That teacher is trying so hard but there are too many students at way too many academic and social levels.  Some children are reading and some don't speak English, some can sit still and listen to a story while others would rather get under the table and kick it up and down with their feet.

But it's our school and we're going to make it work.  Sigh.

Here is the big news of the week: Little G has her first loose tooth!

Saturday, October 20, 2012

and a little bit more about kindergarten

You all have been sending me the best advice and support since I wrote about the trouble we are having with Little G's school.  Nothing has improved since that last post, in fact I spent nearly two hours in the classroom last week and things were even worse than I imagined.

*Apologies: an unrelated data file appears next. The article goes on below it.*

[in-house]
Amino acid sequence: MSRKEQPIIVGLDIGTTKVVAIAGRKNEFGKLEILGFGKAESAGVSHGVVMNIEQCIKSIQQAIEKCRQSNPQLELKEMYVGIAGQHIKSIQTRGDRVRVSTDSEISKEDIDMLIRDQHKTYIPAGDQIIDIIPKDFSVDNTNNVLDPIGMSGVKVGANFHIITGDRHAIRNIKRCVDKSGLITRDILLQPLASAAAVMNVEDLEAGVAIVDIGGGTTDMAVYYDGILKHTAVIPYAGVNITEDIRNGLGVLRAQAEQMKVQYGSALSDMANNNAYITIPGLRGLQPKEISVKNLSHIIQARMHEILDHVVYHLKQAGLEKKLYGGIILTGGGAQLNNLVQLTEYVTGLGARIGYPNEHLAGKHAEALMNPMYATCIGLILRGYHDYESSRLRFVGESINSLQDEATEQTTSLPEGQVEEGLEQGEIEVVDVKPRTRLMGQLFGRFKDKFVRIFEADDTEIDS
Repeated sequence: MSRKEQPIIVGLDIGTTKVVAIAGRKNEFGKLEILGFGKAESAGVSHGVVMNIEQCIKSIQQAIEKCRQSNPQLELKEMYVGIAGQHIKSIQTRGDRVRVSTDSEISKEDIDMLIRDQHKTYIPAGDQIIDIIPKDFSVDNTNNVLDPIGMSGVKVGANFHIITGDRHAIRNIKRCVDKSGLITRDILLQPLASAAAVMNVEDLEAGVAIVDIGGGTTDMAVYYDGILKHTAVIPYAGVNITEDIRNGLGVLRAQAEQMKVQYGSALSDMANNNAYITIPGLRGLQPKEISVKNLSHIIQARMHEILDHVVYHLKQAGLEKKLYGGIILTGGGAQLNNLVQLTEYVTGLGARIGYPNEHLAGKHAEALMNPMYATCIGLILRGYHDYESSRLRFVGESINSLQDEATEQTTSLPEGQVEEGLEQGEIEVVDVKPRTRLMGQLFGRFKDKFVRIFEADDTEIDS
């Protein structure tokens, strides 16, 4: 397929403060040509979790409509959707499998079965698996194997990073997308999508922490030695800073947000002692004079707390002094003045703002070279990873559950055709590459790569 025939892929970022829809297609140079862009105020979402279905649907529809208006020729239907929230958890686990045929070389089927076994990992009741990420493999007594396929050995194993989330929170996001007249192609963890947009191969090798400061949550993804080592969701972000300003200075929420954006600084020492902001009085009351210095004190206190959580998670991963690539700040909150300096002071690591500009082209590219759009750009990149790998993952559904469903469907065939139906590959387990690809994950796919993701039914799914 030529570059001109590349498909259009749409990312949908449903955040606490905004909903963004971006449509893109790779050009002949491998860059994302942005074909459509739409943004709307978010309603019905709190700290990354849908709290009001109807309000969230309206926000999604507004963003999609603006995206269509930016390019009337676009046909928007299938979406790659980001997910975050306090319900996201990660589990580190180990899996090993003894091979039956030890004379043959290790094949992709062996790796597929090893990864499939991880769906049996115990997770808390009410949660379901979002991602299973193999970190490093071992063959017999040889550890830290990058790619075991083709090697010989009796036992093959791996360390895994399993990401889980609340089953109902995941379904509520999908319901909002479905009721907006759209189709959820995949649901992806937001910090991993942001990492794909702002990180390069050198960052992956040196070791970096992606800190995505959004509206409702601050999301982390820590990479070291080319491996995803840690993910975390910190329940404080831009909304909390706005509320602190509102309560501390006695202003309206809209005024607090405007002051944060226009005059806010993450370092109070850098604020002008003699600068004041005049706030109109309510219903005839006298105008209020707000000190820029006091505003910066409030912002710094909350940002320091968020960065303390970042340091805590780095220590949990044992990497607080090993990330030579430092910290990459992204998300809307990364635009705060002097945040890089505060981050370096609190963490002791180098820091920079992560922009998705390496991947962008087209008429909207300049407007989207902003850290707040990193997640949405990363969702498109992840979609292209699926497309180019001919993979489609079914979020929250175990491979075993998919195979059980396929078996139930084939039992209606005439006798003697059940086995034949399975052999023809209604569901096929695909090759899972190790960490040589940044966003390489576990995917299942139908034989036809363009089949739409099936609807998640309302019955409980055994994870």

The teacher is a nice person and I don't want to demonize her but, as my sister-in-law pointed out, there is a difference between liking your teacher and getting a good education.

What I observed when I volunteered made me think that beyond not learning anything (which I had sort of resigned myself to), just spending time in the classroom might be detrimental to Little G's development.  Without getting into details (I have become exhausted by the details) I will say that there is no structure and there are no expectations or consequences.  It is a waiting room for twenty-eight five and six year olds.  At one point I went to complete a project in the copy room and I just wanted to stay in there and rock back and forth in the fetal position.  No wonder my artistic, detail-oriented daughter is coming home from school with pages of scribbles.

Mr. G emailed the principal again after my experience on Thursday and he still has not gotten back to us.  I'm not quite sure what to do.

However, I have been working through this very helpful checklist of questions sent to me by a trusted parent friend: